Blackwork Prints: Part 2: Technical mastery and enlivening blackwork ornament prints

The characteristic style of early blackwork prints incorporates sixteenth-century scrollwork, strapwork and arabesque motifs into an ornamental hybrid known as Schweifwerk or ‘tailwork’, recognisable by its curving lines terminating in tails. By the seventeenth century these forms develop into a more spontaneous flourish, often combining motifs taken from nature.

Figure 1

Daniel Mignot

Plate of ornament from a suite of seven

German, 1596-1616

V&A inventory number E.5208-1910

Here Daniel Mignot demonstrates his technical ability, confidently combining flowing forms into this design for ring shoulders and bezels framing the centrally placed oval brooch back or miniature case.  The ornamental scheifwerk scheme for the ring shoulders and bezels, to the left and right are in white on a black ground. In contrast the oval combines flowers and insects in black on a white ground. Here the scheme is given more space, being spread out to fill the frame. This central piece of jewellery and the chimerical animals framing it, employ different tones ranging from grey to black. This is achieved through the channels in the plate being cut to different depths, thus allowing for varied amounts of ink to be printed from the plate.

As well as appearing more fluid in line than earlier blackwork plates, Daniel Mignot introduces elements other than decorative schemes for jewellery. The two chimerical beasts, whilst framing the central oval, bring variety to the print and create a more lively composition.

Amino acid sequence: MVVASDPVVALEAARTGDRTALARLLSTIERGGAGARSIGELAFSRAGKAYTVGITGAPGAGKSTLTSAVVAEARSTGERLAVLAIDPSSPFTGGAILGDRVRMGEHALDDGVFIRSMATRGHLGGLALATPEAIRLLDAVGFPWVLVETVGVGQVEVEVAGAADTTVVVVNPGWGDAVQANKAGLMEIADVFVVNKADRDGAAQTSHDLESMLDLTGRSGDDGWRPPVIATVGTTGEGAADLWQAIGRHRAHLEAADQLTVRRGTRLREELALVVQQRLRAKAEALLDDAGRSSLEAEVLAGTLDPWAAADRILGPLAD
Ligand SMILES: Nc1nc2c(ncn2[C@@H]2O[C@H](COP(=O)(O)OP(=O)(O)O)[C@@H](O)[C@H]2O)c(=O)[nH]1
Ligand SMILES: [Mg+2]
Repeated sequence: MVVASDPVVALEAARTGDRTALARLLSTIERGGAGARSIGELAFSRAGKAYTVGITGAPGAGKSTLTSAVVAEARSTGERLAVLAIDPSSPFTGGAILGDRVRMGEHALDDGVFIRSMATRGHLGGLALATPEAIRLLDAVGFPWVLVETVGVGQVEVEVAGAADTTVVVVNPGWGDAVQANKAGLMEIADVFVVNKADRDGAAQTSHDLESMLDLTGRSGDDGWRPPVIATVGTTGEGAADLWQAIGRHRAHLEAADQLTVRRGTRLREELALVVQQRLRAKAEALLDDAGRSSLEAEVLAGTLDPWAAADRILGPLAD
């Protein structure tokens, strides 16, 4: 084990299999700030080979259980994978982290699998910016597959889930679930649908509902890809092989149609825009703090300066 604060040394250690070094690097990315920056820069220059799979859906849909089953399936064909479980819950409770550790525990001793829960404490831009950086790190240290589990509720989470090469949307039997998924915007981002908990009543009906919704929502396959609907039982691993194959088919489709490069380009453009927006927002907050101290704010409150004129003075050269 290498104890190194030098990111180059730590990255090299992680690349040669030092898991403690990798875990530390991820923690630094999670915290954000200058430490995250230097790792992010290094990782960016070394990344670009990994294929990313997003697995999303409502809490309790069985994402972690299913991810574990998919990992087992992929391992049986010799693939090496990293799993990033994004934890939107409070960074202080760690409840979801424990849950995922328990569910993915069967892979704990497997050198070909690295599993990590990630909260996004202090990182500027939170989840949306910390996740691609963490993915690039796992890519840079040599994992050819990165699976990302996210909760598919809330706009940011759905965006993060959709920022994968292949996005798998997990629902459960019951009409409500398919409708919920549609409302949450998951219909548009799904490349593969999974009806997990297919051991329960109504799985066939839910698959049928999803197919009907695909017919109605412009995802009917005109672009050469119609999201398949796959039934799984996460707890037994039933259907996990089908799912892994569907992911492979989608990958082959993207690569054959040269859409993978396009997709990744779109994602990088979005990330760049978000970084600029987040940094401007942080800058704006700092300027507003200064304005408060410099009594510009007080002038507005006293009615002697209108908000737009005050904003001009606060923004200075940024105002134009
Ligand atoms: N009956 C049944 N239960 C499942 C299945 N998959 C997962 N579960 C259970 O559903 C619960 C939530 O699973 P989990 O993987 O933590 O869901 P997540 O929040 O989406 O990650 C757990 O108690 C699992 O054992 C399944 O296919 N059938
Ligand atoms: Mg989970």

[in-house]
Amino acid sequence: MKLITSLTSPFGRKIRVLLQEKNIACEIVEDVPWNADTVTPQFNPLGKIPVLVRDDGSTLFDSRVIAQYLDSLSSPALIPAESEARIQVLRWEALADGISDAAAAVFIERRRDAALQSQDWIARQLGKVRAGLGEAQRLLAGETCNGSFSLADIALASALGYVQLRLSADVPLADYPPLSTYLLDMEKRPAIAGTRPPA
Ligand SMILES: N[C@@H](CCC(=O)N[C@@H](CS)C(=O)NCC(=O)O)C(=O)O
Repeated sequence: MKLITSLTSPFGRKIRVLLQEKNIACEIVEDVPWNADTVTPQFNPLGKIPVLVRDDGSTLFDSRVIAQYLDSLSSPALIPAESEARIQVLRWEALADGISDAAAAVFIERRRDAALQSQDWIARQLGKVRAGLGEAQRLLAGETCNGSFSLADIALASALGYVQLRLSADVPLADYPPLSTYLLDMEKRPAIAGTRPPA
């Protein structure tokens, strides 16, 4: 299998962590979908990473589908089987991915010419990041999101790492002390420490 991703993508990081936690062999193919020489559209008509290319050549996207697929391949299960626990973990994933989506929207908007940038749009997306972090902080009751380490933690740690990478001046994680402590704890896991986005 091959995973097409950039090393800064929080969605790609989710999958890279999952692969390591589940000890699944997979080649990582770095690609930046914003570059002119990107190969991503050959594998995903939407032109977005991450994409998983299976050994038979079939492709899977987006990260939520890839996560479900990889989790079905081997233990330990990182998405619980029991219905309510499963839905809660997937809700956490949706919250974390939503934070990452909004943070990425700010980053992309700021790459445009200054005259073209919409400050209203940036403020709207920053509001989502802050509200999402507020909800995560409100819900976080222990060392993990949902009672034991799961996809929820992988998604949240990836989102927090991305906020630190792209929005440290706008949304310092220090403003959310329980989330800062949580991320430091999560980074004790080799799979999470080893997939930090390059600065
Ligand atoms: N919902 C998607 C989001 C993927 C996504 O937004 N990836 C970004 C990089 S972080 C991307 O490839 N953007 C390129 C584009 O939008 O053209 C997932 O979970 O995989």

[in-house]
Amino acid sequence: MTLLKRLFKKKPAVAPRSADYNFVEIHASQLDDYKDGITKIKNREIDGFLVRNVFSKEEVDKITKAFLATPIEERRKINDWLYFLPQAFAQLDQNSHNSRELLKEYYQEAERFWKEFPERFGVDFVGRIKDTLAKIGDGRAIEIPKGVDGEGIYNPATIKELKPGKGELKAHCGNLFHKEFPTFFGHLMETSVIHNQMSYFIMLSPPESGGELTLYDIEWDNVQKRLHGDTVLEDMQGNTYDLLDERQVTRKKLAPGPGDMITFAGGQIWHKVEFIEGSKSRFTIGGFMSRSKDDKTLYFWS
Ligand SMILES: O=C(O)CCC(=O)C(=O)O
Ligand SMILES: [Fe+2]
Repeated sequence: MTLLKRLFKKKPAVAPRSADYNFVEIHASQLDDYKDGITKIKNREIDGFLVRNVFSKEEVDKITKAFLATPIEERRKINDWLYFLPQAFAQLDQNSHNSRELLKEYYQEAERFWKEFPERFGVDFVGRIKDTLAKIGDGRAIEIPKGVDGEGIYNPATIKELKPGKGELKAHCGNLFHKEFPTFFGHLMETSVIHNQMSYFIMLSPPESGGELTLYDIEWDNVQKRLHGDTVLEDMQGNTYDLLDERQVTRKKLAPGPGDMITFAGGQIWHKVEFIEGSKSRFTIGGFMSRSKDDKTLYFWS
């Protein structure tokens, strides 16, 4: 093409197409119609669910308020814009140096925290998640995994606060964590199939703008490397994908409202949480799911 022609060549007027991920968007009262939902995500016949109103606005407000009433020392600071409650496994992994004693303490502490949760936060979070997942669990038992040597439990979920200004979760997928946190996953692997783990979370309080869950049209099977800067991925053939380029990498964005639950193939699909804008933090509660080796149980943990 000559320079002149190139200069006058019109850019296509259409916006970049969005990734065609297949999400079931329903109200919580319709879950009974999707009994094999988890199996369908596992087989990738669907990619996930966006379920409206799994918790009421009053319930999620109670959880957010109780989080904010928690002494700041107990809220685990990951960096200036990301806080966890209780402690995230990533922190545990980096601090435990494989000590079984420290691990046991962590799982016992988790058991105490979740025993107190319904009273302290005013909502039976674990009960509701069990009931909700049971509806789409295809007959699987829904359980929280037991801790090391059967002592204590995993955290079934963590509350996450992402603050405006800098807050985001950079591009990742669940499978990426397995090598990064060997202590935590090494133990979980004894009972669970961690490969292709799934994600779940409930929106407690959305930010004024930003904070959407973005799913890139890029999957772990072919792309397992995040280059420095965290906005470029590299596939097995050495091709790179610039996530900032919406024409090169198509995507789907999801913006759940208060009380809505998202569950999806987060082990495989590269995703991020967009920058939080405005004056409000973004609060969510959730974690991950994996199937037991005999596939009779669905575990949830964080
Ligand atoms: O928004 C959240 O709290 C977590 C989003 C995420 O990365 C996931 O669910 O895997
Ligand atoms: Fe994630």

Figure 2

Jean Toutin

Circular design with pea-pod ornament

French, 1618

V&A inventory number E.2903-1910

Other printmakers also incorporate motifs or figures to enliven their blackwork prints. This plate by Jean Toutin betrays his sense of humour by morphing a brooch back or pendant into a turtle through adding a head, tail and feet. This humour is continued with the addition below of figures wrestling. Like those of Contantinus, this print combines blackwork technique for ornamental with that of engraving for incidental details. Some printmakers including Daniel Mignot and Corvinian Saur, combine engraving and blackwork to distinguish the enamelled ornamentation from the rest of the jewellery design.

Figure 3

Corvinian Saur

Plate from a suite of six designs for pendants and goldsmith’s ornament

German, 1594

V&A inventory number E.2818-1910

This design by Corvinian Saur shows an oval in blackwork intended to ornament the back of the pendant, whilst the stone settings and pearls are described in engraving.

Figure 4

Anonymous goldsmith

Pendant jewel of gold and enamel set with stones

English, 1590

V&A inventory number M.26-2002

The back of a pendant in the V&A collection dating to the same decade as Saur’s design incorporates enamelling around the setting of the central stone and parts of the design in a similar manner to Saur’s engraving.

The third part of this series of three blog entries will look at further stylistic and technical developments in later blackwork prints and the demise of this technique of engraving.

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